can see but one course lelt to us; which is to maintain
our rights, or sink with them ; and such is the universal
feeling here. In laet, I have never seen such excitement
since l;3b on any subject. The course of tae adminis
tration in this matter has sealed tho late of anv compro
mise that can pass the Congress. There might have
been some chance for a settlement of soma kin I, if they
had lelt the matter alone as it stood at tho last session
Mark mv position! Texas will never submit to any com
promise until after thc United States has unconditionally
acknowledged her nriit to the eountrv. i have convers
ed with a great number of citizens, and have recently
received letters Irom gentlemen Iroin cliiterent sections
of the State; and it is a remarkable fact that I have con
versed or corresponded with no individual who is in favor
of the Compromise, or who will vote 1 r it under any
circumstances short ol the one 1 have name J.
Austin, July 1, !
The Governor's proclamation is" made out, and will be
put in print to-morrow, and as soon as possible be dis
tributed by express East, West, North, and South. I
convenes the Legislature in extra session on the 12th of
next month, August. Thc object is to take cflicient
measures to enforce the jurisdiction of the State over tho
Santa Fe district. Thc expedition will march about the
beginning of September. The necessary steps will be
taken to have everything in perfect readiness, when tho
Legislature shall give ils sanction to set the troops in
motion. They will probably unite at Santa Fe, and tho
Governor himself will doubtless be along.
The people arc very much incensed at the conduct of
the administration and the treatment of our commission,
er. They will fight to the death before they give up an
inch of tho Santa Fc country, except for a full and just
equivalent. There will be "no lack of volunteers. Sev
eral gentlemen have already undertaken to raise and or
rranizo companies. If the expedition ever gets to Santa
Fe, there will Iks some hot work. Traitors and rebels
will fare badly.
Railroad Movemkwt. Gen. Wm. Robinsort, Jr.,
President, Mr. Linch, one of thc Director!", and Solo
mon W. Roberts, Esq., Chief Engineer of thc Ohio and
Pennsylvania Railroad Company, are now in this city,
and purchased yesterday through their agent, Messrs.
Winslow, Lanier Jfc Co., 3000 tonB of American Railroad
iron, heavy T rail, of a superior quality, and on favora
ble terms, a larger portion payable in thc mortgage
bonds of the Company. Thc iron is to be delivered on
the. road, on or before the 1st of April next, and will
complete tho track from Pittsburgh to Beaver, thirty
five miles,- early next summer. . From Beaver Par, tö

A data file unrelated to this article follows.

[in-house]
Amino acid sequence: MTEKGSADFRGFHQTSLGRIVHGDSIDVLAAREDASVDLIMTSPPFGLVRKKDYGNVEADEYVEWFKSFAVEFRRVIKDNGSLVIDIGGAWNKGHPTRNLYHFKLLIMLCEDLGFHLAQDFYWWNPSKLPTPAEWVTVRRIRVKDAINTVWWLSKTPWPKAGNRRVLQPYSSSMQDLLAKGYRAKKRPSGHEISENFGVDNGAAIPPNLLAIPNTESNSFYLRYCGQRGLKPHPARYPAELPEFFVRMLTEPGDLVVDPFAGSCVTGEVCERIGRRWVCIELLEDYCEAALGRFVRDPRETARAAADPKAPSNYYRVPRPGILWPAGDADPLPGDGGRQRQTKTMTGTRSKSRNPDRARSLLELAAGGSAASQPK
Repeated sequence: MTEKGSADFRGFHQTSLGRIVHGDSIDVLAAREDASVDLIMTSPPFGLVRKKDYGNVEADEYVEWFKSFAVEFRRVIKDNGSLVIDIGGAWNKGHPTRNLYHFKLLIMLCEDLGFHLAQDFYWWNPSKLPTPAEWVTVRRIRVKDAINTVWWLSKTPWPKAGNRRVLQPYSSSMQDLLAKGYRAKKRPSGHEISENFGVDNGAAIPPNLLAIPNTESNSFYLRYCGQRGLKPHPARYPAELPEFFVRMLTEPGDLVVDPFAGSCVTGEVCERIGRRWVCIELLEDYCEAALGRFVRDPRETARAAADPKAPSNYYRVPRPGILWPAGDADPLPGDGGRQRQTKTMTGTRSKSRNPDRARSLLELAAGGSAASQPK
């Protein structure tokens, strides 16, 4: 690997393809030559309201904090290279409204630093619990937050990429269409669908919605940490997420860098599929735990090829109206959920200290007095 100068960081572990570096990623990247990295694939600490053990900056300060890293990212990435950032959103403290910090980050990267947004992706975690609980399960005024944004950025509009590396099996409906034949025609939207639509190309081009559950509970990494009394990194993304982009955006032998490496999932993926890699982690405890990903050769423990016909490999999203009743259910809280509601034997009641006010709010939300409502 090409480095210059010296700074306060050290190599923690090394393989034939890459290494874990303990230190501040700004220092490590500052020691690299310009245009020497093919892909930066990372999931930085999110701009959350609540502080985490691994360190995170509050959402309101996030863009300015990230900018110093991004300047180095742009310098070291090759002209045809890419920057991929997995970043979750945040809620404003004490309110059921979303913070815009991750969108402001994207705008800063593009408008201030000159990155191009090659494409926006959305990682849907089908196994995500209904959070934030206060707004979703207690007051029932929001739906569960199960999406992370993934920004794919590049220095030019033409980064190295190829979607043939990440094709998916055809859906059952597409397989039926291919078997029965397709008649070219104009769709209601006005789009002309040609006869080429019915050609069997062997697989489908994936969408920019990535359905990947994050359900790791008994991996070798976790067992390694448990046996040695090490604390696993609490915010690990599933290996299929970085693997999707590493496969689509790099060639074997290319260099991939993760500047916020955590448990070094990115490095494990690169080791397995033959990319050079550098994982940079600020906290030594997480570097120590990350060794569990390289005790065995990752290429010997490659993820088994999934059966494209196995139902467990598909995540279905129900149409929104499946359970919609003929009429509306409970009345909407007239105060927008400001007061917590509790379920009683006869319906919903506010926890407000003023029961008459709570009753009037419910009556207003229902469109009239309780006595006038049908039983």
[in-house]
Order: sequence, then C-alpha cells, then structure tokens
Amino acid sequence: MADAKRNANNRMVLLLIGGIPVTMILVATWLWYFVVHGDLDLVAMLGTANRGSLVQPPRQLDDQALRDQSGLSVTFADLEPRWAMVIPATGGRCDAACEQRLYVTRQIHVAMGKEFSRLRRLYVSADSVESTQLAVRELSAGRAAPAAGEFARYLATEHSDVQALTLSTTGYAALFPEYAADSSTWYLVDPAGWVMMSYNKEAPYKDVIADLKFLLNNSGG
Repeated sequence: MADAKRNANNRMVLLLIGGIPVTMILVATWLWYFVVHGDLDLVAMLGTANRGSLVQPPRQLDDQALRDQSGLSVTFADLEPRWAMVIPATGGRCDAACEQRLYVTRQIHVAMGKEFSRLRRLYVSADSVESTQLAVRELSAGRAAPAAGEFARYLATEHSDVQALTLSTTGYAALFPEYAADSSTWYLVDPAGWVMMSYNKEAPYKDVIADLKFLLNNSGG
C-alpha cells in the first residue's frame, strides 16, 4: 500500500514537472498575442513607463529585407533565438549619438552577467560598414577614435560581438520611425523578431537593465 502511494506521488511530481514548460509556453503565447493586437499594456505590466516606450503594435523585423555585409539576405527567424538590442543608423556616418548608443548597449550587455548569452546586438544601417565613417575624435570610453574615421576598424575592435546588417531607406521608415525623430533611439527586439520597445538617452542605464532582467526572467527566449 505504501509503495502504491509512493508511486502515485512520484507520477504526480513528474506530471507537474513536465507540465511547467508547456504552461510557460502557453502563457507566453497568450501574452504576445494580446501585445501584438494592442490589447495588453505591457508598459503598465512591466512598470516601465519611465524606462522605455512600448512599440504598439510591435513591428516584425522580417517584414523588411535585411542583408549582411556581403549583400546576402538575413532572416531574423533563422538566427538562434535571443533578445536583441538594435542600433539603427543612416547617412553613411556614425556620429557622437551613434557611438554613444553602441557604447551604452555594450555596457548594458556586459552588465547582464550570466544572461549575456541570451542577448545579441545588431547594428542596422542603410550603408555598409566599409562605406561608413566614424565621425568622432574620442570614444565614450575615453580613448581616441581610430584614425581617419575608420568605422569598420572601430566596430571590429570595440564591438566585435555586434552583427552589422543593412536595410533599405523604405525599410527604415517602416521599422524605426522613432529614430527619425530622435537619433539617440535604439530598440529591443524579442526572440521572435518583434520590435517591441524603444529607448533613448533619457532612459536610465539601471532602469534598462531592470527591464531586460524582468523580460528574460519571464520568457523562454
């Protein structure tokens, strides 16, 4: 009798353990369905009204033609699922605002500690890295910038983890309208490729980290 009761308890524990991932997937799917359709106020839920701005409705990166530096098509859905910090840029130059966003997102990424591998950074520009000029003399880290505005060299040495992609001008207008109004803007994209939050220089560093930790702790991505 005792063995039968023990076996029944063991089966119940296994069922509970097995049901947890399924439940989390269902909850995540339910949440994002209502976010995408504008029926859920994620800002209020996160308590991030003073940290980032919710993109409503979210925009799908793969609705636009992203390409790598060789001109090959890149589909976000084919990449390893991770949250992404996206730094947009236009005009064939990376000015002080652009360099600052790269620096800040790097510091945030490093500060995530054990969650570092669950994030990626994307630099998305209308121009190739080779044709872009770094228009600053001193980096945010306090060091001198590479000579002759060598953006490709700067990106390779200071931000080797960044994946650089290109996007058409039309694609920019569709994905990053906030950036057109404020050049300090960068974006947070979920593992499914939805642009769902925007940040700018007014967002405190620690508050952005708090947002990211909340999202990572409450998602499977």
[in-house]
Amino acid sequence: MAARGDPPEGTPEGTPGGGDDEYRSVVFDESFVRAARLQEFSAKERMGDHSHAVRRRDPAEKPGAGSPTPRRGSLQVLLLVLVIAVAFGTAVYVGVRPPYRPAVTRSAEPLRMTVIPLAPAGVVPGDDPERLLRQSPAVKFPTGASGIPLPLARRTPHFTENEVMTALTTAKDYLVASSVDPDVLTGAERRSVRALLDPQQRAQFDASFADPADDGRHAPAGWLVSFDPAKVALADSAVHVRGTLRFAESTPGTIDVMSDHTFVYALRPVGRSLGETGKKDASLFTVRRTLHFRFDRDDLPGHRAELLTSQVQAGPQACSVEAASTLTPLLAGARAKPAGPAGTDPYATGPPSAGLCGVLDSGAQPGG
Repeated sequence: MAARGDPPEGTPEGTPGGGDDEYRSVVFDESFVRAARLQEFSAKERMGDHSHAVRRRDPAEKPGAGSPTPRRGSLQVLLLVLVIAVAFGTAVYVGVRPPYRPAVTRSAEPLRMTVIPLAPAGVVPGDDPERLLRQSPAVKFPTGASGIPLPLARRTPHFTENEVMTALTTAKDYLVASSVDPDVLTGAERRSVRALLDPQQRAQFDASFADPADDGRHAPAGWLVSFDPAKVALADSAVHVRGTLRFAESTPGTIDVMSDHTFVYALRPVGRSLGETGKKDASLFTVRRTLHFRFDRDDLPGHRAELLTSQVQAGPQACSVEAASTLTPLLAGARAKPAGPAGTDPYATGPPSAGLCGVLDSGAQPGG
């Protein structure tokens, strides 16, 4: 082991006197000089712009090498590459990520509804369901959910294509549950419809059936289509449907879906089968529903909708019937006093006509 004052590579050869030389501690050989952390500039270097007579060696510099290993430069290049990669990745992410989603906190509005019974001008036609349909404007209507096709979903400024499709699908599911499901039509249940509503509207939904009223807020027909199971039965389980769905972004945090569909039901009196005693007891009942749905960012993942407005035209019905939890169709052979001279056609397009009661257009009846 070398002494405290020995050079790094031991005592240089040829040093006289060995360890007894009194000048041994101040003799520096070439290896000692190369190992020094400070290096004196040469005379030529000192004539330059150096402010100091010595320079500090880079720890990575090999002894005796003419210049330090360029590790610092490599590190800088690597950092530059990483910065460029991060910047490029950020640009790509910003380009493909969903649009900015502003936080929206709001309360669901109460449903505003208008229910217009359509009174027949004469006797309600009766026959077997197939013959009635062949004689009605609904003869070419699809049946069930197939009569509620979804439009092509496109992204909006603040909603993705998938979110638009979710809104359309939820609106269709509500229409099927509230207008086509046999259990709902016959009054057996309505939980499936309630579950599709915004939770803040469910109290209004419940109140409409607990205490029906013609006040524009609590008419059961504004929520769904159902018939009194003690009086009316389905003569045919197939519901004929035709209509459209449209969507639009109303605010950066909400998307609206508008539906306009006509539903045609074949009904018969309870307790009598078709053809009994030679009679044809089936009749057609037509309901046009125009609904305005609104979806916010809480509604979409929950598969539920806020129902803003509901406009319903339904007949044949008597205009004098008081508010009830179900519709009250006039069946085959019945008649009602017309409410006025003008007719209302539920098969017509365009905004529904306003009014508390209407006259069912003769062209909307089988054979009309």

Massilion, Ohio, 1 12 miles, it . is intended to have the
road in full operation next fall, by which time the. line
of the great Pennsylvania Railroad will be completed
from Philadelphia to Pittsburgh.- AT. 1". lltpreis.
ETTko Liverpool Dotks tost, V 0,Q0O,CQO,
From the Baltimore Sun.
Latest from California
New York, July 22, 5 P. M. -The
steamer Crescent City arrived here this afternoon,
with later advices from California.
Another tremendous conflagration has occurred in the
city of San Francisco. It broke out on the 14th of June,
and before the (lames could be subdued, about thre.. hun
dred houses, f tores, dwellings, hotels, &c., were burnt
to ashes. It is estimated that the loss will reach five
millions of dollars. Supposed to have been the work of
an incendiary.
The Crescent City brings one hundred and forty thou
sand dollars worth of gold dust in the hands of passen
gers, besides a considerable amount on freight.
Within the past few days business has become some
what more active, but in general there are complaints of
dull times. Small sales and large profits have been the
order of the day. This state of atlairs is not confined
alone to San Francisco, but extends to nearly all the sur
rounding country, and, to some extent, throughout tho
mining regions, where mucn inactivity prevails in con
sequence of tho streams being greatly swollen, and the
water too high to allow of successful mining operations.
The great bulk of the miners are leisurely waiting a fall
of the streams, and their number at the mines has great
ly decrease!.
Numerous new and rich mines have been discovered
since last season, and when operations shall again have
fairly commenced, it is confidently believed that immense
almost untold quantities of gold will bo discovered.
The continual arrivals of lumber have kept the mar
ket for this article much depressed. A large cargo of
fair quality was sold recently at an average of $50 per
M. Rough cannot be quoted at over 30 per M.
Fresh Orange flour is not abundant, and held at $10 25
to $10 75: superior Richmond, in good order, is Sellins